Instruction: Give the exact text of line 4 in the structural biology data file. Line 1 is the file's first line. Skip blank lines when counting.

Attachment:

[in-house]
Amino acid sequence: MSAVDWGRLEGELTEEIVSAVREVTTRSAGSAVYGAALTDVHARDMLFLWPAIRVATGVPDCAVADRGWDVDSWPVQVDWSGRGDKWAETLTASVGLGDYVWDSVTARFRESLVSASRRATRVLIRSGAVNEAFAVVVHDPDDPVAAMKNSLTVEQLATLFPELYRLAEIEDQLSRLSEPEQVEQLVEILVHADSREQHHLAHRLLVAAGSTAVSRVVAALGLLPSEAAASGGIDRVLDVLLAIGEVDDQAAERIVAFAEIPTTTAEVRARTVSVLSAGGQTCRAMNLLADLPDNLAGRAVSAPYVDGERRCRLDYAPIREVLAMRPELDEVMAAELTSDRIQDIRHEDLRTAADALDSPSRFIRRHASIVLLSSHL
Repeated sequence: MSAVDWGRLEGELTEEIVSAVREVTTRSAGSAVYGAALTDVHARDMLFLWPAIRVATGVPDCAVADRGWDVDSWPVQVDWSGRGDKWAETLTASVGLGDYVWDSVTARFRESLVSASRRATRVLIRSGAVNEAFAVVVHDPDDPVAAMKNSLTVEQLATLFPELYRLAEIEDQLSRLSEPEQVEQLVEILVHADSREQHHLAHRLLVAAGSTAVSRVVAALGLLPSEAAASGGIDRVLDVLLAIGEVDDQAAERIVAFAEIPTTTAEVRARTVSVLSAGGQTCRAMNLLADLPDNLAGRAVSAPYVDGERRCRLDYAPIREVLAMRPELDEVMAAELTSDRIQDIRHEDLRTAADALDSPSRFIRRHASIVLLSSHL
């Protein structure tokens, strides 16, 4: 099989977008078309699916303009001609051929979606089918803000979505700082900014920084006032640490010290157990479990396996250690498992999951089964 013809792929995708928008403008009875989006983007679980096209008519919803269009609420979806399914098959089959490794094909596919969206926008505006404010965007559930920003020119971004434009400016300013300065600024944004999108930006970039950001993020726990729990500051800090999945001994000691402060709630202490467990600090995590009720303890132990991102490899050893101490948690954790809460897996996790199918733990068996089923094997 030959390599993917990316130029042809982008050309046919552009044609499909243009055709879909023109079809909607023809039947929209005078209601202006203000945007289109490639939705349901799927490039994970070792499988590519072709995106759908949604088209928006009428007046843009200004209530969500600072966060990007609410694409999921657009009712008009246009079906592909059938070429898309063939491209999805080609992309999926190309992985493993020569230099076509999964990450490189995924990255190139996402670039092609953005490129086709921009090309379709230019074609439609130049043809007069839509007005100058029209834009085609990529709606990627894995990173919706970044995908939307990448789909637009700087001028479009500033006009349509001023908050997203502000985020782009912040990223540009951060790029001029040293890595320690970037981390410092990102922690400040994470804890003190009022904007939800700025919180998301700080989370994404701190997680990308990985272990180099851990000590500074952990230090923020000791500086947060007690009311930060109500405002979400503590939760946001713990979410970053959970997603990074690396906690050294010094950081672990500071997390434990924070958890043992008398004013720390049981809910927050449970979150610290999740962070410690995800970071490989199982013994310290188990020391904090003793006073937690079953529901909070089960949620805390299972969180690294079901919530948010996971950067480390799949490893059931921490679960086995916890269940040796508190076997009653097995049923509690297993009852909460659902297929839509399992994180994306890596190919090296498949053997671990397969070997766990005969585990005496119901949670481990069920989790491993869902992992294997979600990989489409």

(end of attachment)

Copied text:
């Protein structure tokens, strides 16, 4: 099989977008078309699916303009001609051929979606089918803000979505700082900014920084006032640490010290157990479990396996250690498992999951089964 013809792929995708928008403008009875989006983007679980096209008519919803269009609420979806399914098959089959490794094909596919969206926008505006404010965007559930920003020119971004434009400016300013300065600024944004999108930006970039950001993020726990729990500051800090999945001994000691402060709630202490467990600090995590009720303890132990991102490899050893101490948690954790809460897996996790199918733990068996089923094997 030959390599993917990316130029042809982008050309046919552009044609499909243009055709879909023109079809909607023809039947929209005078209601202006203000945007289109490639939705349901799927490039994970070792499988590519072709995106759908949604088209928006009428007046843009200004209530969500600072966060990007609410694409999921657009009712008009246009079906592909059938070429898309063939491209999805080609992309999926190309992985493993020569230099076509999964990450490189995924990255190139996402670039092609953005490129086709921009090309379709230019074609439609130049043809007069839509007005100058029209834009085609990529709606990627894995990173919706970044995908939307990448789909637009700087001028479009500033006009349509001023908050997203502000985020782009912040990223540009951060790029001029040293890595320690970037981390410092990102922690400040994470804890003190009022904007939800700025919180998301700080989370994404701190997680990308990985272990180099851990000590500074952990230090923020000791500086947060007690009311930060109500405002979400503590939760946001713990979410970053959970997603990074690396906690050294010094950081672990500071997390434990924070958890043992008398004013720390049981809910927050449970979150610290999740962070410690995800970071490989199982013994310290188990020391904090003793006073937690079953529901909070089960949620805390299972969180690294079901919530948010996971950067480390799949490893059931921490679960086995916890269940040796508190076997009653097995049923509690297993009852909460659902297929839509399992994180994306890596190919090296498949053997671990397969070997766990005969585990005496119901949670481990069920989790491993869902992992294997979600990989489409």